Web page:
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Writing to Excel Template

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    Adrian Williams

    I did some tests to look at the relative performance of writing the same data set with and without the use of a template. The number of columns was similar to your use case (55) but the number of records was reduced for the tests to 10K as the execution time for 1M records was also over 2 hours for me when using a template file.

    The use case where a template file was not configured was used to set a baseline when writing 10K records.

    When a template file was configured for the node, the execution time was approximately 12 times longer compared with the no template use case. The node's Optional properties were set at their defaults.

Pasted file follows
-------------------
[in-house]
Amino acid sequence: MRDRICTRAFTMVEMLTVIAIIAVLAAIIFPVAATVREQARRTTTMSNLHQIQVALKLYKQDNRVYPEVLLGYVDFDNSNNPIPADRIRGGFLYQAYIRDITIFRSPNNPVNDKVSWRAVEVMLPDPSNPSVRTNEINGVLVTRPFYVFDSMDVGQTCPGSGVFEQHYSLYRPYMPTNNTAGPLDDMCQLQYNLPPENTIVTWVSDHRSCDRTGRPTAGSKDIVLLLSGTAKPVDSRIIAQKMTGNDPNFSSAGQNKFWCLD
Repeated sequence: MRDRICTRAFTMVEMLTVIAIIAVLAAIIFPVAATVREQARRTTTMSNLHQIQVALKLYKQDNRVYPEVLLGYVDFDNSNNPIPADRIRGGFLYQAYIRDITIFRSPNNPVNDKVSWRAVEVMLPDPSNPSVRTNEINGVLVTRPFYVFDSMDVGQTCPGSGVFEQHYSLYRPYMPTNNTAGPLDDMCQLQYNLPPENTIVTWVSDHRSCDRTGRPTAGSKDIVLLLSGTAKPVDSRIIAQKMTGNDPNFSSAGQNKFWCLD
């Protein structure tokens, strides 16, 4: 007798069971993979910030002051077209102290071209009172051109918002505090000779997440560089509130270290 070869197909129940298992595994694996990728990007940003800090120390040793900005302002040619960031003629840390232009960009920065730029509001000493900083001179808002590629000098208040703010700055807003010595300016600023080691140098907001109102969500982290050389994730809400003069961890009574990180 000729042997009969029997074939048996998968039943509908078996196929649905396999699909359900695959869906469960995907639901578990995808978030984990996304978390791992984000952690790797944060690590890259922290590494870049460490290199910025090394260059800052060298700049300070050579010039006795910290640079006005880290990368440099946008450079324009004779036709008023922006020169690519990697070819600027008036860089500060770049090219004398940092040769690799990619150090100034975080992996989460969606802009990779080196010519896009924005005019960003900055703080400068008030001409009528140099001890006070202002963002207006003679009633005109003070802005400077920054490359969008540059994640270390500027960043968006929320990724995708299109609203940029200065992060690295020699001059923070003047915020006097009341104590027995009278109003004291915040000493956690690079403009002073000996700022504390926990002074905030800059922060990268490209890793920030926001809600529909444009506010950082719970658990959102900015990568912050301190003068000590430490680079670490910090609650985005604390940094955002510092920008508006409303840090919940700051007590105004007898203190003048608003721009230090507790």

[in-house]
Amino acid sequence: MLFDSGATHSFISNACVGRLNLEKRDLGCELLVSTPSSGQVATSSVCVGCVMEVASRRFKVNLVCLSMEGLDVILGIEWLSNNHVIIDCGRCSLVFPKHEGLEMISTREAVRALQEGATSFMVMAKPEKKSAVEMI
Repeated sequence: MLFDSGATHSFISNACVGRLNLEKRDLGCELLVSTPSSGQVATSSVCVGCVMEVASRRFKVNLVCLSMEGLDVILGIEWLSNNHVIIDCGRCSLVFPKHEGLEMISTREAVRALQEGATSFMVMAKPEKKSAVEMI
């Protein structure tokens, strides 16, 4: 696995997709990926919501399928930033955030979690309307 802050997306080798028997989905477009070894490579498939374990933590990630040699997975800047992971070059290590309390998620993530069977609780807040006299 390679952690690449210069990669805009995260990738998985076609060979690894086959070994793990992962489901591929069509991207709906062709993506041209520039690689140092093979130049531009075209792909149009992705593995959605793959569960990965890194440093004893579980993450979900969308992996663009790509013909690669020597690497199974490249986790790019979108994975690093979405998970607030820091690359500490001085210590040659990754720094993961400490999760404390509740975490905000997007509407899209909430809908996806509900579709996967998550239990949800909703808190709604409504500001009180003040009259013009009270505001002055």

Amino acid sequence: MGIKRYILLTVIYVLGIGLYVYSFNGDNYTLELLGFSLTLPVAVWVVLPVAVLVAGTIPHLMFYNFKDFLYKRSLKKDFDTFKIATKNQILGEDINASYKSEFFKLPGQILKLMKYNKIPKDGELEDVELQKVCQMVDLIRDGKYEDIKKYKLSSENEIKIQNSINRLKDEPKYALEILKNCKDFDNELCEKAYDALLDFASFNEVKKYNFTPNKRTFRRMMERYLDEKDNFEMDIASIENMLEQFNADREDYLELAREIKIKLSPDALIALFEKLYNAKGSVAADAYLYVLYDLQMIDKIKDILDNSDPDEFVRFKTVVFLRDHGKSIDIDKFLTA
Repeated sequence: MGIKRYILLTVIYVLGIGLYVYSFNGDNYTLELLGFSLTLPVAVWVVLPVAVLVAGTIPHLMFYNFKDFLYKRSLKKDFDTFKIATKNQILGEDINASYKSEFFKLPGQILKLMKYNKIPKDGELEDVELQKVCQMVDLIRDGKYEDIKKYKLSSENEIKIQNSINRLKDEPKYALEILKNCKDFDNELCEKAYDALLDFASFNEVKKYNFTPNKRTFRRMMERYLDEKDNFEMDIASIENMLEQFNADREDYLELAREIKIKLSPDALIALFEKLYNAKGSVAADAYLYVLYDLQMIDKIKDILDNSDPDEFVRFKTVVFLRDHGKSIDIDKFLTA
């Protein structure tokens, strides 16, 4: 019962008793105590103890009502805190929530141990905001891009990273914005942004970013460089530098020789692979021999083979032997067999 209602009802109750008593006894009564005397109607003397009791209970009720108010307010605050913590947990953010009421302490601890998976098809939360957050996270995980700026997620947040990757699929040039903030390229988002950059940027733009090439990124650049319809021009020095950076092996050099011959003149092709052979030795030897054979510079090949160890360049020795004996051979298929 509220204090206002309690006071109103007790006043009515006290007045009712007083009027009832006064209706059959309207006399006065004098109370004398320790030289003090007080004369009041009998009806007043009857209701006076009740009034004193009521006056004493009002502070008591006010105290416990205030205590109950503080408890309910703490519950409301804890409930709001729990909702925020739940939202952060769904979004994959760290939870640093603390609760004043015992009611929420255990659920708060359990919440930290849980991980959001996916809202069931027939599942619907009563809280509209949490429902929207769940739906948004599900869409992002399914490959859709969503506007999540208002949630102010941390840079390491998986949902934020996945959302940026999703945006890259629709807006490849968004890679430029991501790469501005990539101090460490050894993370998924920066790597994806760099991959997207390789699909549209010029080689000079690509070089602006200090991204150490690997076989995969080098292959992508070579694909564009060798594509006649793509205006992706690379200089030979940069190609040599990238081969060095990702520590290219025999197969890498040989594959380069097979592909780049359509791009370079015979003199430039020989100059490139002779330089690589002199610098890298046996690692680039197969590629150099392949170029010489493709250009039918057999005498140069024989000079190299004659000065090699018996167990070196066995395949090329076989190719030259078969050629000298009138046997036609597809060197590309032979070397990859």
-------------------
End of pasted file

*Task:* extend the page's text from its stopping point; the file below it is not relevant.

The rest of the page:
In the next use case the FormatOutput property was set to use the cell format from the template file. In this case the node execution was approximately 2.7 times longer than the no template use case.

    In a further use case the PreserveCellStyles property was set to False. In this case the cell values are output in a format to match the input data type but the existing cell styles are not maintained. The execution time for this use case was comparable with the no template use case.

    So looking at these results, setting the node to not preserve the cell styles from the template file produced the best performance. However, depending on your template this may or may not be practical. If you can construct your template file to have a 'Raw_Data' worksheet you could then populate this worksheet with the data from Analyze without having to be concerned with maintaining any cell styles. Other worksheets in the workbook could then reference the values in the Raw_Data worksheet to produce the final formatted report.

    You may want to investigate the options yourself (using a moderate data set) to see what works best for you. 

    Note, the Excel specifications say the maximum number of records in a .xlsx is just over 1M.

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